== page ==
Activists on Friday urged women to get behind the wheel for Sunday’s first anniversary of the Women2Drive campaign, which resulted in the arrest of people defying Saudi Arabia’s ban on women drivers.
“The key to ending the ban imposed on women driving in Saudi Arabia starts with women themselves,” said a statement from the Women2Drive initiative, received by AFP.
It urged “women who hold driving licences (from abroad) to drive on the anniversary day, June 17, and document their acts.”
It also urged men to get in the passenger seat and support their wives, mothers, or sisters who decide to flout the ban in the act of protest.
The statement called on women to flood the traffic department with applications for driving licences, knowing that women will not get such permits, and then to write to the head of the department to complain.
Nearly 600 people petitioned King Abdullah on Wednesday to allow women to drive in the only country in the world they are banned from doing so.
The petition urged the monarch of the ultra-conservative kingdom to “encourage women who have obtained driving licences from neighbouring countries to begin driving whenever necessary.”
They also called on the king to “establish driving schools for women and (begin) issuing licences.”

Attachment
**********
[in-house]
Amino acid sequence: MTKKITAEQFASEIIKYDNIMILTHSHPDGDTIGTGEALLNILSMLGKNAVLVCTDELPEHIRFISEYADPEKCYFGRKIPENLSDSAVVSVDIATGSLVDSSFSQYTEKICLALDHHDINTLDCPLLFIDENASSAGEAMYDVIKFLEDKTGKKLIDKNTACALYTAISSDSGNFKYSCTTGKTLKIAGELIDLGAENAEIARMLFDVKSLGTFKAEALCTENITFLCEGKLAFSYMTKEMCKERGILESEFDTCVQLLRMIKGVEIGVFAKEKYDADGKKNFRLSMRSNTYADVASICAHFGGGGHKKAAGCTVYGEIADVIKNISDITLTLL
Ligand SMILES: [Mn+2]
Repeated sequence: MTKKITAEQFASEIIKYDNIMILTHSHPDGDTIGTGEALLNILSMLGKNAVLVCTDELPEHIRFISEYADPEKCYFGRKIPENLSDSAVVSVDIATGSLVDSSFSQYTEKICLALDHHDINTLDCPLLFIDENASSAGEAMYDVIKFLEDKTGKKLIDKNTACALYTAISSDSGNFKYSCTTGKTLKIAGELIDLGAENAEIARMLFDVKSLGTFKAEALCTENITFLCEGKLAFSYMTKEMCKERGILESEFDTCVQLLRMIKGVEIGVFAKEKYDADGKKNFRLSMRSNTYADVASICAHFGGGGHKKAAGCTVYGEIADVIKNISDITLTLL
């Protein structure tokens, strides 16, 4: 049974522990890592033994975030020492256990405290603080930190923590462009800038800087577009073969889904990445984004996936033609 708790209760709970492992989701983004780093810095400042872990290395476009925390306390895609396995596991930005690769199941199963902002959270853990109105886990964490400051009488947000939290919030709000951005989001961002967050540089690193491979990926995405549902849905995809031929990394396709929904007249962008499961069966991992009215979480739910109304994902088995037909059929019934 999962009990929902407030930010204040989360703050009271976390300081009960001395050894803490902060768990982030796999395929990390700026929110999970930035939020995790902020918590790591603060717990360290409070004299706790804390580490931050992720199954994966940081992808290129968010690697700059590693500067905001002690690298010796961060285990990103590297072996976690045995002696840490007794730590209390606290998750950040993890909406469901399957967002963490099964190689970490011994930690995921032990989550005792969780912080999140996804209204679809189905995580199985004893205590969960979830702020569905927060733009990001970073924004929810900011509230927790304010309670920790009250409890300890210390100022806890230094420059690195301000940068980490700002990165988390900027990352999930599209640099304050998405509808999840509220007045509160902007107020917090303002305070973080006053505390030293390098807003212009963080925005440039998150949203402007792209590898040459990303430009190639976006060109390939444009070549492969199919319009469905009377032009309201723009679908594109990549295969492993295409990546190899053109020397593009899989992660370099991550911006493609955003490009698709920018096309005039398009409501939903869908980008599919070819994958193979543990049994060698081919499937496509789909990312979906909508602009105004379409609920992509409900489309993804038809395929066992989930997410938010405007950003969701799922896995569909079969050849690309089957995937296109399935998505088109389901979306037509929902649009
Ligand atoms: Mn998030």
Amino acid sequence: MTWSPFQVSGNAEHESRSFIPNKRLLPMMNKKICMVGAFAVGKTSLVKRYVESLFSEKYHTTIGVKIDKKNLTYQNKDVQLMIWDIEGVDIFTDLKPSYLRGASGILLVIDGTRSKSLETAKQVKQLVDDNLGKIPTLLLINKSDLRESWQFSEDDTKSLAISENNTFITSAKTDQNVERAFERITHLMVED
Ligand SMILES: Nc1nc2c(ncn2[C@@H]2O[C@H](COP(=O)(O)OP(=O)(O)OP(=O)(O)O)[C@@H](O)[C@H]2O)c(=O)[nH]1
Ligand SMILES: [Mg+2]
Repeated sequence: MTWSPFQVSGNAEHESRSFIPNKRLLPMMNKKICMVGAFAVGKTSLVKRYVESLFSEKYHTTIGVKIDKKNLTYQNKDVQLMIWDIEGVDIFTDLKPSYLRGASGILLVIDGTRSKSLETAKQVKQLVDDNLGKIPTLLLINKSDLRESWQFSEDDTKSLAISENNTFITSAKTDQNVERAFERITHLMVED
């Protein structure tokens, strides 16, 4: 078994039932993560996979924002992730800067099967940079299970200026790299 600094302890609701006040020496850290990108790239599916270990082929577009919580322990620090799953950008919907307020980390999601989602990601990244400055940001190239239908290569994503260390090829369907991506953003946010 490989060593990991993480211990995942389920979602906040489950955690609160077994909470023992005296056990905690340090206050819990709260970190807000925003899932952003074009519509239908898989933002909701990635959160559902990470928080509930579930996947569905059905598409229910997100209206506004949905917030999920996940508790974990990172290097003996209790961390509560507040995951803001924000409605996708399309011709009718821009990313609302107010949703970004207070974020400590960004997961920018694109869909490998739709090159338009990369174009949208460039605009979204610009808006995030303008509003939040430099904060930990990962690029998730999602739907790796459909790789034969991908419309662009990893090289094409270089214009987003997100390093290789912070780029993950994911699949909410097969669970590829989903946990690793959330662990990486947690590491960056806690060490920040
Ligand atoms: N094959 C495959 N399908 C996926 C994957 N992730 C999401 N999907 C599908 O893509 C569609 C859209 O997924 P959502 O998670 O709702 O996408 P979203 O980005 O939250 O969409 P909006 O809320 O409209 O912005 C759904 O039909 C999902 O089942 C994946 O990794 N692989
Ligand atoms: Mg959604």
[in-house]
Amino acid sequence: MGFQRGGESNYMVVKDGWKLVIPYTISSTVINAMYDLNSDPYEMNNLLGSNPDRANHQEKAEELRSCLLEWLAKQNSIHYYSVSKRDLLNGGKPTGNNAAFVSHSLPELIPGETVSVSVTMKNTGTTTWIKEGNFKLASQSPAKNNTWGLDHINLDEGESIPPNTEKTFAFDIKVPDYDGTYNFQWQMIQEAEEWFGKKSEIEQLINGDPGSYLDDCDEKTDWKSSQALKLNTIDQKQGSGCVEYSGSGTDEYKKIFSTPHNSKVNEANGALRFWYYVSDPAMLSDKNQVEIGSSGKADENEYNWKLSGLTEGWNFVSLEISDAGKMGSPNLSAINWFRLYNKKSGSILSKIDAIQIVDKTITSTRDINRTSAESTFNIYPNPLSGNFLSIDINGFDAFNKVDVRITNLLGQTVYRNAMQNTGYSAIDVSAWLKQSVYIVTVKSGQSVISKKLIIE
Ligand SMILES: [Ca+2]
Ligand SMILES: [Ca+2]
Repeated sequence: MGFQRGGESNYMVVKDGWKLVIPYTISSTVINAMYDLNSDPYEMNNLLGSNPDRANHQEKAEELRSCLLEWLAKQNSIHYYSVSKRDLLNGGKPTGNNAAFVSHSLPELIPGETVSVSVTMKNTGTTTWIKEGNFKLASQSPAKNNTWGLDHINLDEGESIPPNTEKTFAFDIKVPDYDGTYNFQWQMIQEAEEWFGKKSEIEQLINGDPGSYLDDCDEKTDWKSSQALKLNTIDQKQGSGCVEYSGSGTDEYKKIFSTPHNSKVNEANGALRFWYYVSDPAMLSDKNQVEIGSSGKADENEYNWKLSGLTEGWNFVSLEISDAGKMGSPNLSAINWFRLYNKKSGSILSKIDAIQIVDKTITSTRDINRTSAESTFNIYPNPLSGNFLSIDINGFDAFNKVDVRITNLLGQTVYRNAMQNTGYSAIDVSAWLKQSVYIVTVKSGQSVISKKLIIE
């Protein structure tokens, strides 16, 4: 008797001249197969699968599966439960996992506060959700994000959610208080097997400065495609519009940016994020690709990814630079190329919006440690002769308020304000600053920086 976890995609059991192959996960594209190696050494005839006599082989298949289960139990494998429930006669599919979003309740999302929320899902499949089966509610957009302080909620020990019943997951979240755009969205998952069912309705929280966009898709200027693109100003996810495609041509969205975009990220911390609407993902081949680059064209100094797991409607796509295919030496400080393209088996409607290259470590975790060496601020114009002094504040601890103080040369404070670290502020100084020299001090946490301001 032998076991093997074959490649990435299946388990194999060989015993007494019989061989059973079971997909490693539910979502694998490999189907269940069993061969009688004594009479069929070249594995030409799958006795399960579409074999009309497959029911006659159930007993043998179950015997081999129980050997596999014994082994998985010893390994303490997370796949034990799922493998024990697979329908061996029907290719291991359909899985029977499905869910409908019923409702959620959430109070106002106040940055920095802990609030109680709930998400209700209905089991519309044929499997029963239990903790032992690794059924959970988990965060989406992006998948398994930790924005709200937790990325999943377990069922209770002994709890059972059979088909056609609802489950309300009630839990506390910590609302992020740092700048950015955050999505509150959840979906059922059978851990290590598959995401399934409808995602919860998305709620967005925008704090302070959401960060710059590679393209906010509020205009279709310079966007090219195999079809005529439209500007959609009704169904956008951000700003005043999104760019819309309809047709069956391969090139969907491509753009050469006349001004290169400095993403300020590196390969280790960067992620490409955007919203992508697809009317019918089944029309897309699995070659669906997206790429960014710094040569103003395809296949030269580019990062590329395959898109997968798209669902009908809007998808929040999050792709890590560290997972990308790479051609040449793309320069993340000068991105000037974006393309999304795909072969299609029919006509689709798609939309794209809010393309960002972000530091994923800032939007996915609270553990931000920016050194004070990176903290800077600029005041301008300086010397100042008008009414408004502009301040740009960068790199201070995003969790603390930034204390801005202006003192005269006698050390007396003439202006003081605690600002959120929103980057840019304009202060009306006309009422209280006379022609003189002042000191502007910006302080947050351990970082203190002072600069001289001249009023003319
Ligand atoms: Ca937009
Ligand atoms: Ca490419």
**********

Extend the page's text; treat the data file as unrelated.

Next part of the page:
The petition thanked the king, a cautious reformer, for giving women the right to vote in municipal elections set to take place in 2015, saying “our initiative is not aimed at violating laws.”
“We only want to enjoy the right to drive like all women over the world,” said the petition signed by Manal al-Sherif, the icon of an Internet campaign launched last year urging Saudi women to defy the ban.
Many women have driven since the campaign was launched last year and many have been arrested and forced to sign a pledge that they will never drive again, activists say.
One group of defiant women drove cars last June in response to calls for nationwide action to break the ban.
The campaign, which spread through Facebook and Twitter, was the largest mass action since November 1990, when 47 Saudi women were arrested and punished after demonstrating in cars.
No law specifically forbids women in Saudi Arabia from driving, but the interior minister formally banned women from doing so after that protest.
Women with the financial means hire drivers, but others depend on the goodwill of male relatives to get around.